Pittsburgh’s Proposed Marijuana Decriminalization Would Free Up Law-Enforcement Resources

“From a fiscally responsible government perspective,” says Pittsburgh City Councilor Daniel Lavelle, “when police have to go about dealing with small amounts of marijuana and these charges end up having to go through the court system, it ultimately is a huge burden and fiscal waste of government resources.”

PENNSYLVANIA: Most people can come up with a slew of reasons to decriminalize or even legalize marijuana: It has proven medicinal benefits; it consistently accounts for fewer deaths annually than alcohol consumption; and many believe minorities are disproportionately persecuted for its possession.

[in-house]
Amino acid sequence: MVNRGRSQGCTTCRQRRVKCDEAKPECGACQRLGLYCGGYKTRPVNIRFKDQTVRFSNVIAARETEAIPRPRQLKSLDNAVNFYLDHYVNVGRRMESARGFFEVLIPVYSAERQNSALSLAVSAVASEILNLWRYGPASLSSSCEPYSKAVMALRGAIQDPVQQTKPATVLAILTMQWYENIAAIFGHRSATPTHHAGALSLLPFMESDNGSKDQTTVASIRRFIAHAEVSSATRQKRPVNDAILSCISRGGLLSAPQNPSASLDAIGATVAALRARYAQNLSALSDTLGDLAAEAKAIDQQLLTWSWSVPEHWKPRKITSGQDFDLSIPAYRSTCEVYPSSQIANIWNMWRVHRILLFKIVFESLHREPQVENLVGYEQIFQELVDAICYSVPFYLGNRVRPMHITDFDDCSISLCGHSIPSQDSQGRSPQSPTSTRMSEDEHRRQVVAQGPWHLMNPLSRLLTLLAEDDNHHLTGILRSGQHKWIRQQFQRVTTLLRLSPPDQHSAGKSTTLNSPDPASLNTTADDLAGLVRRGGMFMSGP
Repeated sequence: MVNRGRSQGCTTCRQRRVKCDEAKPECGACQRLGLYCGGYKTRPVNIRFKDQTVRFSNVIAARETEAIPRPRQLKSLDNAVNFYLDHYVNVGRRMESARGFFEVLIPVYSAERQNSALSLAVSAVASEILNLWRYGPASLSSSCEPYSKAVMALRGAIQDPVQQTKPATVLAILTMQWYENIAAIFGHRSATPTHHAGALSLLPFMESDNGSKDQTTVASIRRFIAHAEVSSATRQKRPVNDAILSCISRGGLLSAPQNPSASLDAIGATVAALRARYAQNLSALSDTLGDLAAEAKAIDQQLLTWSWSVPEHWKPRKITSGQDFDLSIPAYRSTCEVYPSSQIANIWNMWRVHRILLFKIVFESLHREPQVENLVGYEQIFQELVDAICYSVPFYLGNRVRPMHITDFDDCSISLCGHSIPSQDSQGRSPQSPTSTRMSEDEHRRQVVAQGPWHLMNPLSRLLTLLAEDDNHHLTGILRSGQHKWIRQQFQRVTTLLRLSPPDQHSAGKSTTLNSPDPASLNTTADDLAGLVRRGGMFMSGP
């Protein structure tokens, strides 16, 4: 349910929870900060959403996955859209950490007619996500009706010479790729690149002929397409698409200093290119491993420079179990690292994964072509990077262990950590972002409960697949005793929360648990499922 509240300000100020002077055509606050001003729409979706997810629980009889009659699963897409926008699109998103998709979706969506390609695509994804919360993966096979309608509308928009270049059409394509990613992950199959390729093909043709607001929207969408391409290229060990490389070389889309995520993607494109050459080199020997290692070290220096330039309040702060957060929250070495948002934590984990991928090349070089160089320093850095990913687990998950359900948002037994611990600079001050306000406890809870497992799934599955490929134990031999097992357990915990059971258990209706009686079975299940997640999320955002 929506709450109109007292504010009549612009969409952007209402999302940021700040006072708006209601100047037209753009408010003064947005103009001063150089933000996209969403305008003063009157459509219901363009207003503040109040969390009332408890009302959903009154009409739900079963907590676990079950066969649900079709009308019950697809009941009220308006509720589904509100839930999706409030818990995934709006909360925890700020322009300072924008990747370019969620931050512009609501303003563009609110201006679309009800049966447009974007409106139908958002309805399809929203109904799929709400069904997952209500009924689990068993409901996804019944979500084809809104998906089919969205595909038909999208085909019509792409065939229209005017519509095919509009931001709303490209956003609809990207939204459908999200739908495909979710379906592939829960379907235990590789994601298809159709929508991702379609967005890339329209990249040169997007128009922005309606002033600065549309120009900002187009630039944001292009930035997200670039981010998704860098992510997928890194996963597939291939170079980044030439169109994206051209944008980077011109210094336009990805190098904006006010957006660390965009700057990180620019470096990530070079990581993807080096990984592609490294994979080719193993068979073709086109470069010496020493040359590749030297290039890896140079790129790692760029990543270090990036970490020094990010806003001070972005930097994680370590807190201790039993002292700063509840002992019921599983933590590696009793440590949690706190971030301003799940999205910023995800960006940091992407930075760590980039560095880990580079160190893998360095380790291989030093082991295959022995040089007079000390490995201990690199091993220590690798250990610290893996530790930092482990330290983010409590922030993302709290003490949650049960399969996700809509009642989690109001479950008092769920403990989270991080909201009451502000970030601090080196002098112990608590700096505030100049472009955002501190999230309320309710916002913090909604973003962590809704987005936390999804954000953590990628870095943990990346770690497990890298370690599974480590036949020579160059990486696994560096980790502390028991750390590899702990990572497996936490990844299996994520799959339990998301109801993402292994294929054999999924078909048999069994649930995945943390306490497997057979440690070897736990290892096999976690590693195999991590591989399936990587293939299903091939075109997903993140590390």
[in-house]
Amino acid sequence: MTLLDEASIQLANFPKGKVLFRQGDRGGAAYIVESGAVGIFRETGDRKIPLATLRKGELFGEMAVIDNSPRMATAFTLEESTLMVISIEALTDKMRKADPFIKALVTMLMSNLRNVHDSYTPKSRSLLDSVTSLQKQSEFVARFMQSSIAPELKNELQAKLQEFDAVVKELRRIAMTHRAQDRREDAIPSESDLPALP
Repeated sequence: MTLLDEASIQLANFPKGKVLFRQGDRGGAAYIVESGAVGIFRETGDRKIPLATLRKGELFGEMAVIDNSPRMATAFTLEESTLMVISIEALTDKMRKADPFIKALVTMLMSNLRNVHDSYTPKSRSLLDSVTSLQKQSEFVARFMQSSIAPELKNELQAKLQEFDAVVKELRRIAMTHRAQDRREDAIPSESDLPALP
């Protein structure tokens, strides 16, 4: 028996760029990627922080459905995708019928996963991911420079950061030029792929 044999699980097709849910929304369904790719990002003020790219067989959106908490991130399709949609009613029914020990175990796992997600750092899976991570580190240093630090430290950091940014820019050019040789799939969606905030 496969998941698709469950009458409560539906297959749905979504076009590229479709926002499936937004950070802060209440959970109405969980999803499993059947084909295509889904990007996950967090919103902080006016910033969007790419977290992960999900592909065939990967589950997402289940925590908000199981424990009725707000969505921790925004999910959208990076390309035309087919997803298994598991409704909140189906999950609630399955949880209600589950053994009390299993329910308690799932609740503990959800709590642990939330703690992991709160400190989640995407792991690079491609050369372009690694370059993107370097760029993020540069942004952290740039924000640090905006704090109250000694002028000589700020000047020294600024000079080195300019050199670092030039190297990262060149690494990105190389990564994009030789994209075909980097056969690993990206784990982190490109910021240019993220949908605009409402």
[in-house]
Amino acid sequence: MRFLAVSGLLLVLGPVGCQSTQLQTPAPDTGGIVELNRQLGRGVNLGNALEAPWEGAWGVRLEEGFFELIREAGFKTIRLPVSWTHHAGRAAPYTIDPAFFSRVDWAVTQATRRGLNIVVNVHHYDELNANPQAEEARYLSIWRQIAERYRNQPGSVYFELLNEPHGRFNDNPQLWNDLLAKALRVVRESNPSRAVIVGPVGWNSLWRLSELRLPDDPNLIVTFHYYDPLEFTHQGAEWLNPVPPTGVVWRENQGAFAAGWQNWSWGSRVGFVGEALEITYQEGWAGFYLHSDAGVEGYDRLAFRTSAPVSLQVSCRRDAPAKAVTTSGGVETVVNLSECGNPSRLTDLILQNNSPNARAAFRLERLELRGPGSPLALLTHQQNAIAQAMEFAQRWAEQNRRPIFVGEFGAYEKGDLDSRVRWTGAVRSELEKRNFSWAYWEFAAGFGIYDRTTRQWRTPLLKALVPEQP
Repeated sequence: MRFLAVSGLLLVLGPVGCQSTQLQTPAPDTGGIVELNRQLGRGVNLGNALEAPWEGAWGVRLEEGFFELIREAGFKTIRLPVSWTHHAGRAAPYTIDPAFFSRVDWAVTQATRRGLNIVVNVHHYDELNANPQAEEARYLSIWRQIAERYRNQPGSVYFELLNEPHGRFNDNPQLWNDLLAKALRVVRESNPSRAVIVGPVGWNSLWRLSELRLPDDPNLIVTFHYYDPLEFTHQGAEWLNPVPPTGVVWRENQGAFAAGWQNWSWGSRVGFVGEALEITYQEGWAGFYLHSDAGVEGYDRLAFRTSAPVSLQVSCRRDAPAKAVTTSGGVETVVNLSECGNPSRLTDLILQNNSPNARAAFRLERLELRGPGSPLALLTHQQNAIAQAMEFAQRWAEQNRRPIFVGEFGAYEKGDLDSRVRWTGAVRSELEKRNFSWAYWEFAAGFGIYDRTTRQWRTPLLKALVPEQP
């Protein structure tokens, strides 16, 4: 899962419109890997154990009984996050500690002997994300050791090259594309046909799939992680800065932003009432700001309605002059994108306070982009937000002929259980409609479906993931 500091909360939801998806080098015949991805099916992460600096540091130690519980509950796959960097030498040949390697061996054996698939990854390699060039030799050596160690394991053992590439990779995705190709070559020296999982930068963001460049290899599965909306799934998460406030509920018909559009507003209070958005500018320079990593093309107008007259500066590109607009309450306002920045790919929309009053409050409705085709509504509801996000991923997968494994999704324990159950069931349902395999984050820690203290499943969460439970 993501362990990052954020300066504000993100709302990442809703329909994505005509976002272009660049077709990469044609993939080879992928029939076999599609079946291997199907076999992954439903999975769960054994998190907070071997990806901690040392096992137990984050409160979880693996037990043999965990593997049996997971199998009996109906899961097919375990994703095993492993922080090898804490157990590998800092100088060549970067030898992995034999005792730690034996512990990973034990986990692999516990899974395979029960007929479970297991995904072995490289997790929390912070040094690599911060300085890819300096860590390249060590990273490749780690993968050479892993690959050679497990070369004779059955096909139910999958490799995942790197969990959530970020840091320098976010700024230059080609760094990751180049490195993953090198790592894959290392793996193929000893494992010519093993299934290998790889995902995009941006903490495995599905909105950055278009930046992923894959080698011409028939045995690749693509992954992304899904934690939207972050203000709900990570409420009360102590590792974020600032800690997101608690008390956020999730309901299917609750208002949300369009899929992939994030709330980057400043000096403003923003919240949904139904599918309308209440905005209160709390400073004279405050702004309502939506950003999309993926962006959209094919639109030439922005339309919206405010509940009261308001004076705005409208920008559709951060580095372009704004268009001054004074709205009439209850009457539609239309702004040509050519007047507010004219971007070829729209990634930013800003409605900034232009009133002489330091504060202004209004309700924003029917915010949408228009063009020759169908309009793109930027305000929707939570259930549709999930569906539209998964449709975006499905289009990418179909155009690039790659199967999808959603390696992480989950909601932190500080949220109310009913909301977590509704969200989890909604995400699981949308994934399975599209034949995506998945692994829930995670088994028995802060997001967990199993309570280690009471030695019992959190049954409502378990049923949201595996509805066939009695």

But another case for decriminalizing marijuana is that it can reduce the strain on city resources by freeing up law-enforcement officials to focus on violent crimes, and also free up court resources by reducing the number of individuals circulating through the criminal justice system.

“From a fiscally responsible government perspective,” says Pittsburgh City Councilor Daniel Lavelle, “when police have to go about dealing with small amounts of marijuana and these charges end up having to go through the court system, it ultimately is a huge burden and fiscal waste of government resources.”

And that’s one of the reasons why last month Lavelle proposed legislation to decriminalize marijuana. Under the ordinance, possession would be punishable by a civil fine of up to $100 for less than 30 grams of marijuana or 8 grams of hashish, which has a higher concentration of THC.

Read full article @ Pittsburgh City Paper

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